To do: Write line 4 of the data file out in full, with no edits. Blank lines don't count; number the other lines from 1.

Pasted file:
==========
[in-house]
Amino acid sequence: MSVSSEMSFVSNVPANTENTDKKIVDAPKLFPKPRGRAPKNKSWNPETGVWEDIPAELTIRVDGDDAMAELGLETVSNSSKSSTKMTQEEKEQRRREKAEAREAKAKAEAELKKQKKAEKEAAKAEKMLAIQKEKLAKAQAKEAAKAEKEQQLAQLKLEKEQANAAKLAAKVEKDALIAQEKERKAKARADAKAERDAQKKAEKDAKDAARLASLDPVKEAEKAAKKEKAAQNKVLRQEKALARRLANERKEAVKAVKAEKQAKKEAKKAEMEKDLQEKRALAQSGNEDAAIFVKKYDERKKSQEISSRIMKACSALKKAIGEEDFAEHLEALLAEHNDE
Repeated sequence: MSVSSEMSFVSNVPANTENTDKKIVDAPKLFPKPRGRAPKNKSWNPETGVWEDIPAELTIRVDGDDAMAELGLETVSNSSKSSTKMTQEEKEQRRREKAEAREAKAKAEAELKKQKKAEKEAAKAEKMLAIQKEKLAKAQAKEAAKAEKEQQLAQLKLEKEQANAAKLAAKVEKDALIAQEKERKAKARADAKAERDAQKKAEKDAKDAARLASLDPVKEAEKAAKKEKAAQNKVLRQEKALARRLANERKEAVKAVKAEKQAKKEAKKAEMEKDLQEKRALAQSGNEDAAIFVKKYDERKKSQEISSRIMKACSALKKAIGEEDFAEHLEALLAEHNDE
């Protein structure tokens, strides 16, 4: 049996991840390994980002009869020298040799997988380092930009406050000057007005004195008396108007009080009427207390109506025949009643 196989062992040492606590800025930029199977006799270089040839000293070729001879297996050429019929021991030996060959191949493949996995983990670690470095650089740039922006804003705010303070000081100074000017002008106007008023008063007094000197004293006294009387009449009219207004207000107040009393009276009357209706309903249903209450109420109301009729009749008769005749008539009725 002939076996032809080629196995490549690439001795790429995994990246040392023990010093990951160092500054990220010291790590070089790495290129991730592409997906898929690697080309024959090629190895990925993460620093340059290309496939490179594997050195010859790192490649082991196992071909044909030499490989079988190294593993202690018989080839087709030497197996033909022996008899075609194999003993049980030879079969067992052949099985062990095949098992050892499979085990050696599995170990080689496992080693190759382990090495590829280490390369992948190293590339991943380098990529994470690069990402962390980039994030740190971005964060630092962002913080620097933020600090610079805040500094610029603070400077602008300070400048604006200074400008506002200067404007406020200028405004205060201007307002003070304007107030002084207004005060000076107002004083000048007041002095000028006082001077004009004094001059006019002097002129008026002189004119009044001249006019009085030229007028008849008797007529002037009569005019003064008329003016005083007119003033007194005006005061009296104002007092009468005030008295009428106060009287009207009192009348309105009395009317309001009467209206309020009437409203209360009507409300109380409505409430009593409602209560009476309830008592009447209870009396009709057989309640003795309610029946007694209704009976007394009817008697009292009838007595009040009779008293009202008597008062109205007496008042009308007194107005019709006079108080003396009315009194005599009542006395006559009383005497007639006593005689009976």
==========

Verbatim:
């Protein structure tokens, strides 16, 4: 049996991840390994980002009869020298040799997988380092930009406050000057007005004195008396108007009080009427207390109506025949009643 196989062992040492606590800025930029199977006799270089040839000293070729001879297996050429019929021991030996060959191949493949996995983990670690470095650089740039922006804003705010303070000081100074000017002008106007008023008063007094000197004293006294009387009449009219207004207000107040009393009276009357209706309903249903209450109420109301009729009749008769005749008539009725 002939076996032809080629196995490549690439001795790429995994990246040392023990010093990951160092500054990220010291790590070089790495290129991730592409997906898929690697080309024959090629190895990925993460620093340059290309496939490179594997050195010859790192490649082991196992071909044909030499490989079988190294593993202690018989080839087709030497197996033909022996008899075609194999003993049980030879079969067992052949099985062990095949098992050892499979085990050696599995170990080689496992080693190759382990090495590829280490390369992948190293590339991943380098990529994470690069990402962390980039994030740190971005964060630092962002913080620097933020600090610079805040500094610029603070400077602008300070400048604006200074400008506002200067404007406020200028405004205060201007307002003070304007107030002084207004005060000076107002004083000048007041002095000028006082001077004009004094001059006019002097002129008026002189004119009044001249006019009085030229007028008849008797007529002037009569005019003064008329003016005083007119003033007194005006005061009296104002007092009468005030008295009428106060009287009207009192009348309105009395009317309001009467209206309020009437409203209360009507409300109380409505409430009593409602209560009476309830008592009447209870009396009709057989309640003795309610029946007694209704009976007394009817008697009292009838007595009040009779008293009202008597008062109205007496008042009308007194107005019709006079108080003396009315009194005599009542006395006559009383005497007639006593005689009976």